US6201737B1 (en) Apparatus and method to characterize the threshold distribution in an NROM virtual ground array
US5598368A (en) Batch erasable nonvolatile memory device and erasing method
US6522193B2 (en) Internal voltage generator for semiconductor memory device
US6331950B1 (en) Write protect input implementation for a simultaneous operation flash memory device
US5699295A (en) Current detection circuit for reading a memory in integrated circuit form
US6252803B1 (en) Automatic program disturb with intelligent soft programming for flash cells
US7212067B2 (en) Voltage regulator with bypass for multi-voltage storage system
US6856556B1 (en) Storage subsystem with embedded circuit for protecting against anomalies in power signal from host
US5886925A (en) Read circuit and method for nonvolatile memory cells with an equalizing structure
US7554847B2 (en) Flash memory device employing disturbance monitoring scheme
US6043685A (en) Circuit for controlling sense amplifier over-driving voltage
US20040160798A1 (en) Adaptive programming technique for a re-writable conductive memory device
US6842378B2 (en) Flash memory device and method of erasing the same
US5455794A (en) Method and apparatus for controlling the output current provided by a charge pump circuit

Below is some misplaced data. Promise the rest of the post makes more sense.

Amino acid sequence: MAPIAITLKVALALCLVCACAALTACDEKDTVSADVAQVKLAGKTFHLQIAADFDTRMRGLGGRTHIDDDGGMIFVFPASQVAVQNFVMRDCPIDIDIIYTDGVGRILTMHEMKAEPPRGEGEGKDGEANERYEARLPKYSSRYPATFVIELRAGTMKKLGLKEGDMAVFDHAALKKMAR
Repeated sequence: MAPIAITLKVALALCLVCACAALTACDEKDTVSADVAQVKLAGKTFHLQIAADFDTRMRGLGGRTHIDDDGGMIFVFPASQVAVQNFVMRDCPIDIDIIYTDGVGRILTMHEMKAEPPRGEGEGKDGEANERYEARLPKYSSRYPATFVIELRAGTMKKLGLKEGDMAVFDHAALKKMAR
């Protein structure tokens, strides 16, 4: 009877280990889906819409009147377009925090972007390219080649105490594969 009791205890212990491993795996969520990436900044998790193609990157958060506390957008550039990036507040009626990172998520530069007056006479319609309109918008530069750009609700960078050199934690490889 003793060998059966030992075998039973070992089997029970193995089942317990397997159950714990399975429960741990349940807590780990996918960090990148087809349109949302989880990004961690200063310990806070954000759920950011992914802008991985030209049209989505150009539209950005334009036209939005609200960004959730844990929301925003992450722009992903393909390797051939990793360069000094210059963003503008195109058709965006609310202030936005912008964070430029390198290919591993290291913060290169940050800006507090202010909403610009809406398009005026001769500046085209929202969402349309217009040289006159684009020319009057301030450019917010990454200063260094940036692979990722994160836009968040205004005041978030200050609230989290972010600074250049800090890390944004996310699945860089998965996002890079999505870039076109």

US5682345A (en) Non-volatile data storage unit method of controlling same
US6219277B1 (en) Device and method for the reading of EEPROM cells
US20120106231A1 (en) Low-pin-count non-volatile memory interface
US6490199B2 (en) Sense amplifier circuit for a flash memory device
US6141247A (en) Non-volatile data storage unit and method of controlling same
US7659773B2 (en) Semiconductor integrated circuit device and power control method thereof
US6115313A (en) Method for saving data in the event of unwanted interruptions in the programming cycle of a nonvolatile memory, and a nonvolatile memory
US4680736A (en) Method for operating a user memory designed a non-volatile write-read memory, and arrangement for implementing the method

Legal Events

Date Code Title Description
AS Assignment

Owner name: CYPRESS SEMICONDUCTOR CORPORATION, CALIFORNIA

Free format text: ASSIGNMENT OF ASSIGNORS INTEREST;ASSIGNORS:BOULOS, KHALED;SHAH, SHAILESH;AWONG, CARLOS;REEL/FRAME:013627/0332

Effective date: 20020821

FPAY Fee payment

Year of fee payment: 4

FPAY Fee payment

Year of fee payment: 8

AS Assignment

Owner name: MORGAN STANLEY SENIOR FUNDING, INC., NEW YORK

Free format text: SECURITY INTEREST;ASSIGNORS:CYPRESS SEMICONDUCTOR CORPORATION;SPANSION LLC;REEL/FRAME:035240/0429

Effective date: 20150312

REMI Maintenance fee reminder mailed
AS Assignment

Owner name: CYPRESS SEMICONDUCTOR CORPORATION, CALIFORNIA

Free format text: PARTIAL RELEASE OF SECURITY INTEREST IN PATENTS;ASSIGNOR:MORGAN STANLEY SENIOR FUNDING, INC., AS COLLATERAL AGENT;REEL/FRAME:039708/0001

Effective date: 20160811

Owner name: SPANSION LLC, CALIFORNIA

Free format text: PARTIAL RELEASE OF SECURITY INTEREST IN PATENTS;ASSIGNOR:MORGAN STANLEY SENIOR FUNDING, INC., AS COLLATERAL AGENT;REEL/FRAME:039708/0001

Effective date: 20160811

FPAY Fee payment

Year of fee payment: 12

SULP Surcharge for late payment

Year of fee payment: 11

AS Assignment

Owner name: MONTEREY RESEARCH, LLC, CALIFORNIA

Free format text: ASSIGNMENT OF ASSIGNORS INTEREST;ASSIGNOR:CYPRESS SEMICONDUCTOR CORPORATION;REEL/FRAME:040911/0238

Effective date: 20160811